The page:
As regular readers of our website will know, we love playing board games. They are entertaining, fun and an excellent way of spending quality family time together (and getting the eleven-year-old out of her bedroom!). But there are times when we want to play a board game that requires a bit more brain power and is a bit more grown up, so just us adults decided to play a question-and-answer board game whilst the kids weren’t about (we did play it with them the next day). We decided to play Drumond Park’s The Best of British board game, which is part of the very successful LOGO family of games.
The Best of British board game is a game suitable for 2 to 6 players, or 2 teams, from age 12 and upwards. It takes a light-hearted glimpse into our everyday life, reminding us of the diverse, unique and hilarious everyday things, people and places that make Britain such an outstanding place to live with questions such as: Where might you encounter toucans, pelicans and puffins while on a shopping trip? What is the most popular fish used for Fish & Chips? It is a question-and-answer board where the winner is the first person to move around the board and reach the Winning Zone.
- 1x Circular Game Board
- 6x Different Coloured Playing Pieces
- 300x Question Cards
- 1x Rule Sheet
There is very minimal set up to play this game. Each player or team grabs a cone-shaped played piece (they are all different colours) and places it on the start space on the board. Remove the lid off the box of cards (we have an older version of the game that has a cardboard question card box rather than the newer plastic version) and you are ready to go. We recommend shuffling the cards as there are three sets of question cards, each with four questions; Picture Cards that have pictures relating to questions on the cards, Common Theme Cards – these have four questions relating to a common theme and Pot Luck – these have random questions Best of British questions.
We have played this game as a two-player game with just the adults and a two-team game with an adult and child on each team, we found that it worked best with just the adults purely just because the knowledge needed to answer the questions (although the kids, aged eight and eleven do like being included, especially if on the winning team).
Game play is very simple. The oldest player in each team becomes the Question Master, asking the other teams their questions. The team with the youngest player goes first with the Question Master of that team selecting a card from the box – the cards all have four questions with the answers on one side so don’t let anyone else see them. The first (red) question is then read aloud to the opposing team, if a picture card the pictures are shown to the opposing team and then the questions asked or if a themed card the questions are read aloud for all players on all teams. If the question is answered correctly the playing piece for that team is moved to the first red space on the board. The same team is them asked the next question on the card, if correct moves to the next corresponding colour on the board. This continues until the green question has been asked. If a question is answered incorrectly the Question Master can ask their own team member the same question for a bonus move. Play then continues with the next team selecting a card and asking the questions. This continues until a player or team gets their piece to the Winning Zone in the centre of the board. Once in the Winning Zone you must answer a bonus question to win, this means that whoever is in the Winning Zone no longer participates in answering questions and moving around the board but has to wait until an answer is answered incorrectly to get the bonus question.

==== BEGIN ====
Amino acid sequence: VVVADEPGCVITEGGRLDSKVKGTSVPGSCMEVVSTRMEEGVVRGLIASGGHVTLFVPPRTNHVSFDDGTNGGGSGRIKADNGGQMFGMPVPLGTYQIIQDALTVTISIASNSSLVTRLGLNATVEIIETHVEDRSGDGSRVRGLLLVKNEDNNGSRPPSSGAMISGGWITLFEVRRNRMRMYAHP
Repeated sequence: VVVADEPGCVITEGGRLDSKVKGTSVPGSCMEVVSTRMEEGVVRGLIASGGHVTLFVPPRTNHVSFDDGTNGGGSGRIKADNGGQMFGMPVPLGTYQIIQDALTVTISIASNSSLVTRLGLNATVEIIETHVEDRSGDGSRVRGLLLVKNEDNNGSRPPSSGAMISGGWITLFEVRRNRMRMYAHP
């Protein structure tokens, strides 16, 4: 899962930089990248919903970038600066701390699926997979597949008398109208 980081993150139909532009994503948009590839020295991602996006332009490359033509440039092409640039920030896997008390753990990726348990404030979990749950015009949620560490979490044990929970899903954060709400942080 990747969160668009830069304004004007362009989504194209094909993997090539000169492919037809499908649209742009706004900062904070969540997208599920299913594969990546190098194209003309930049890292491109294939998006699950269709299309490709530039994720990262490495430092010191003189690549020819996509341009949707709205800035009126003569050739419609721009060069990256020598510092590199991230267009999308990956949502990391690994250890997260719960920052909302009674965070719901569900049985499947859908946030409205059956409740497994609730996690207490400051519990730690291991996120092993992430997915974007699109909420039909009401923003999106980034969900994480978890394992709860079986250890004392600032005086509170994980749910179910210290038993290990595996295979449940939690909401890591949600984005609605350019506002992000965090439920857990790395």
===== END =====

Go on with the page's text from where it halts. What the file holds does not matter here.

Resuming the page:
Overall, we loved this game (the adults more so than the children just because of the level of general knowledge required, although there are questions that will suit all age levels). There are a wide variety of questions about cups of tea, names of pop singers, passports, football, television shows, history and lots more. As a team game it works very well as you can combine ages and different levels of knowledge.
Sample questions are:
Q. Where might you encounter toucans, pelicans and puffins while on a shopping trip?
A. They’re all types of pedestrian crossing
Q. What is the only letter in the English alphabet that is not one syllable?
A. The letter ‘W’
Q. What is the most popular fish used for Fish & Chips?
Q. What’s the UK’s most popular name for a girl born in December?
Q. Who were Randolph, Diana, Sarah, Mary and Marigold?
A. Winston Churchill’s children
We have really enjoyed playing this game. The questions are fun, unique and interesting, from the easy general knowledge to the bizarre and obscure but all things British. The rules are simple and game play is quite quick, especially as the more questions you answer from a card the bigger jumps you can make around the board as the coloured spaces are in a random pattern and not consecutive moves (so for the first question you might move two spaces, for the next you might move four but for the last you might move one).
We can highly recommend The Best of British and the more people playing, whether in teams or individually, makes the game so much better.
The Best of British is a fun game that all the family can be involved with and you will even learn some fun new fun and interesting facts with some of the excellent questions on the cards.